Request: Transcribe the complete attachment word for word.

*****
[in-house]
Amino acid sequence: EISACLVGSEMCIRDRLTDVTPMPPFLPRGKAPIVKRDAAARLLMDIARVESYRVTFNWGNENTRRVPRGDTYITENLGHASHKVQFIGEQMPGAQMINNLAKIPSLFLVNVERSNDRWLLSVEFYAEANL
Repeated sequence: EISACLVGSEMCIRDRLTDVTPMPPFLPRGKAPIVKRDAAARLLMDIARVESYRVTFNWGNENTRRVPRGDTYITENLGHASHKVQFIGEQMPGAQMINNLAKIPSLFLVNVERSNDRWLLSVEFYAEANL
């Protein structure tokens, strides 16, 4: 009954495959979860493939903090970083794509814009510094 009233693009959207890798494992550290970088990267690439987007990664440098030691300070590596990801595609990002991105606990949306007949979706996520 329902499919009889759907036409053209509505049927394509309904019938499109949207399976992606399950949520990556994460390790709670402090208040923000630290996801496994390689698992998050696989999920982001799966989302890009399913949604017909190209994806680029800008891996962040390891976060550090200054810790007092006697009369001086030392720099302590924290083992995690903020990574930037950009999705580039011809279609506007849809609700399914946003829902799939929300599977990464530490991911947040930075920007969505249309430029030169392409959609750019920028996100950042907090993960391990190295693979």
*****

[in-house]
Amino acid sequence: EISACLVGSEMCIRDRLTDVTPMPPFLPRGKAPIVKRDAAARLLMDIARVESYRVTFNWGNENTRRVPRGDTYITENLGHASHKVQFIGEQMPGAQMINNLAKIPSLFLVNVERSNDRWLLSVEFYAEANL
Repeated sequence: EISACLVGSEMCIRDRLTDVTPMPPFLPRGKAPIVKRDAAARLLMDIARVESYRVTFNWGNENTRRVPRGDTYITENLGHASHKVQFIGEQMPGAQMINNLAKIPSLFLVNVERSNDRWLLSVEFYAEANL
């Protein structure tokens, strides 16, 4: 009954495959979860493939903090970083794509814009510094 009233693009959207890798494992550290970088990267690439987007990664440098030691300070590596990801595609990002991105606990949306007949979706996520 329902499919009889759907036409053209509505049927394509309904019938499109949207399976992606399950949520990556994460390790709670402090208040923000630290996801496994390689698992998050696989999920982001799966989302890009399913949604017909190209994806680029800008891996962040390891976060550090200054810790007092006697009369001086030392720099302590924290083992995690903020990574930037950009999705580039011809279609506007849809609700399914946003829902799939929300599977990464530490991911947040930075920007969505249309430029030169392409959609750019920028996100950042907090993960391990190295693979």